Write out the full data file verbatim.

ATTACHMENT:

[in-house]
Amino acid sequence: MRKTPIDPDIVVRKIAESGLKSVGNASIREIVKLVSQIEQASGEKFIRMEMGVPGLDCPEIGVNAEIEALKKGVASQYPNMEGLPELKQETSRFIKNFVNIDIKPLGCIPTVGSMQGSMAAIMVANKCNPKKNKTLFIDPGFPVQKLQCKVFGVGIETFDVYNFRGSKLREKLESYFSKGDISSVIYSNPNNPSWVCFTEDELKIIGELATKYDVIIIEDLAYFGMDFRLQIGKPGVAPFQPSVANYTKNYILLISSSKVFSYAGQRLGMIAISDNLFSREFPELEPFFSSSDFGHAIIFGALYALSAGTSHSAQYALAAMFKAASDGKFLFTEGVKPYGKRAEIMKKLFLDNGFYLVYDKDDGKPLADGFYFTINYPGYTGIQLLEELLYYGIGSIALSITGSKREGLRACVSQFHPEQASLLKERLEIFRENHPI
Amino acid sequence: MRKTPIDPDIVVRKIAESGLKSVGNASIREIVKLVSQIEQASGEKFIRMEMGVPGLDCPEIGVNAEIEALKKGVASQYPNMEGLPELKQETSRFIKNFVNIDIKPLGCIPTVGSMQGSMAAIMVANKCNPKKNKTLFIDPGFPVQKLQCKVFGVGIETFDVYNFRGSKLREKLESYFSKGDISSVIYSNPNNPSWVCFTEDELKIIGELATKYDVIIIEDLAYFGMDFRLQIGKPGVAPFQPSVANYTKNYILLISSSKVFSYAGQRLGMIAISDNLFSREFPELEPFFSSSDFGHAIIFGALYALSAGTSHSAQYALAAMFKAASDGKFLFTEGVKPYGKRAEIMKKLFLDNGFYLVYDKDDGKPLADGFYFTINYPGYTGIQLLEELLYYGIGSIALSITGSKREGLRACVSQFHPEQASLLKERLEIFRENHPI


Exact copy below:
[in-house]
Amino acid sequence: MRKTPIDPDIVVRKIAESGLKSVGNASIREIVKLVSQIEQASGEKFIRMEMGVPGLDCPEIGVNAEIEALKKGVASQYPNMEGLPELKQETSRFIKNFVNIDIKPLGCIPTVGSMQGSMAAIMVANKCNPKKNKTLFIDPGFPVQKLQCKVFGVGIETFDVYNFRGSKLREKLESYFSKGDISSVIYSNPNNPSWVCFTEDELKIIGELATKYDVIIIEDLAYFGMDFRLQIGKPGVAPFQPSVANYTKNYILLISSSKVFSYAGQRLGMIAISDNLFSREFPELEPFFSSSDFGHAIIFGALYALSAGTSHSAQYALAAMFKAASDGKFLFTEGVKPYGKRAEIMKKLFLDNGFYLVYDKDDGKPLADGFYFTINYPGYTGIQLLEELLYYGIGSIALSITGSKREGLRACVSQFHPEQASLLKERLEIFRENHPI
Amino acid sequence: MRKTPIDPDIVVRKIAESGLKSVGNASIREIVKLVSQIEQASGEKFIRMEMGVPGLDCPEIGVNAEIEALKKGVASQYPNMEGLPELKQETSRFIKNFVNIDIKPLGCIPTVGSMQGSMAAIMVANKCNPKKNKTLFIDPGFPVQKLQCKVFGVGIETFDVYNFRGSKLREKLESYFSKGDISSVIYSNPNNPSWVCFTEDELKIIGELATKYDVIIIEDLAYFGMDFRLQIGKPGVAPFQPSVANYTKNYILLISSSKVFSYAGQRLGMIAISDNLFSREFPELEPFFSSSDFGHAIIFGALYALSAGTSHSAQYALAAMFKAASDGKFLFTEGVKPYGKRAEIMKKLFLDNGFYLVYDKDDGKPLADGFYFTINYPGYTGIQLLEELLYYGIGSIALSITGSKREGLRACVSQFHPEQASLLKERLEIFRENHPI